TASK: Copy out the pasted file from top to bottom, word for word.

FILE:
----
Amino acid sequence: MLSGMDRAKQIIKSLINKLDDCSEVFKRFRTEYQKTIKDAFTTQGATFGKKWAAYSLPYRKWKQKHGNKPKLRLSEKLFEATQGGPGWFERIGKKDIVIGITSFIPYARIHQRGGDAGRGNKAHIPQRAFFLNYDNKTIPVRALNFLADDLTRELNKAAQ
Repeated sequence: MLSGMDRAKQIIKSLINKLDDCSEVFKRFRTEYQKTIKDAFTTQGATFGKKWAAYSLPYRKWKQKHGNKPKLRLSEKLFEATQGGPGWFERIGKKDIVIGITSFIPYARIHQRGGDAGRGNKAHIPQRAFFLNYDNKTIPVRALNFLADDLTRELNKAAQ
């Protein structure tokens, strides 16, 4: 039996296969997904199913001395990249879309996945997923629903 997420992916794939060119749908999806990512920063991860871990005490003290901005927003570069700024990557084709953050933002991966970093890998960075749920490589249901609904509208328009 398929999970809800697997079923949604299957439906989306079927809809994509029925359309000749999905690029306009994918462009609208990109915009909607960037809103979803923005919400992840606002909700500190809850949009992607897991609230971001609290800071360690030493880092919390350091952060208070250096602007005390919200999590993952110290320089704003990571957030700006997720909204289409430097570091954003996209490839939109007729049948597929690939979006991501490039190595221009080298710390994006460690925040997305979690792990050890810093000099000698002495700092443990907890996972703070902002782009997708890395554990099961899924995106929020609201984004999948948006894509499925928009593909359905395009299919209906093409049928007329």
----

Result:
Amino acid sequence: MLSGMDRAKQIIKSLINKLDDCSEVFKRFRTEYQKTIKDAFTTQGATFGKKWAAYSLPYRKWKQKHGNKPKLRLSEKLFEATQGGPGWFERIGKKDIVIGITSFIPYARIHQRGGDAGRGNKAHIPQRAFFLNYDNKTIPVRALNFLADDLTRELNKAAQ
Repeated sequence: MLSGMDRAKQIIKSLINKLDDCSEVFKRFRTEYQKTIKDAFTTQGATFGKKWAAYSLPYRKWKQKHGNKPKLRLSEKLFEATQGGPGWFERIGKKDIVIGITSFIPYARIHQRGGDAGRGNKAHIPQRAFFLNYDNKTIPVRALNFLADDLTRELNKAAQ
């Protein structure tokens, strides 16, 4: 039996296969997904199913001395990249879309996945997923629903 997420992916794939060119749908999806990512920063991860871990005490003290901005927003570069700024990557084709953050933002991966970093890998960075749920490589249901609904509208328009 398929999970809800697997079923949604299957439906989306079927809809994509029925359309000749999905690029306009994918462009609208990109915009909607960037809103979803923005919400992840606002909700500190809850949009992607897991609230971001609290800071360690030493880092919390350091952060208070250096602007005390919200999590993952110290320089704003990571957030700006997720909204289409430097570091954003996209490839939109007729049948597929690939979006991501490039190595221009080298710390994006460690925040997305979690792990050890810093000099000698002495700092443990907890996972703070902002782009997708890395554990099961899924995106929020609201984004999948948006894509499925928009593909359905395009299919209906093409049928007329």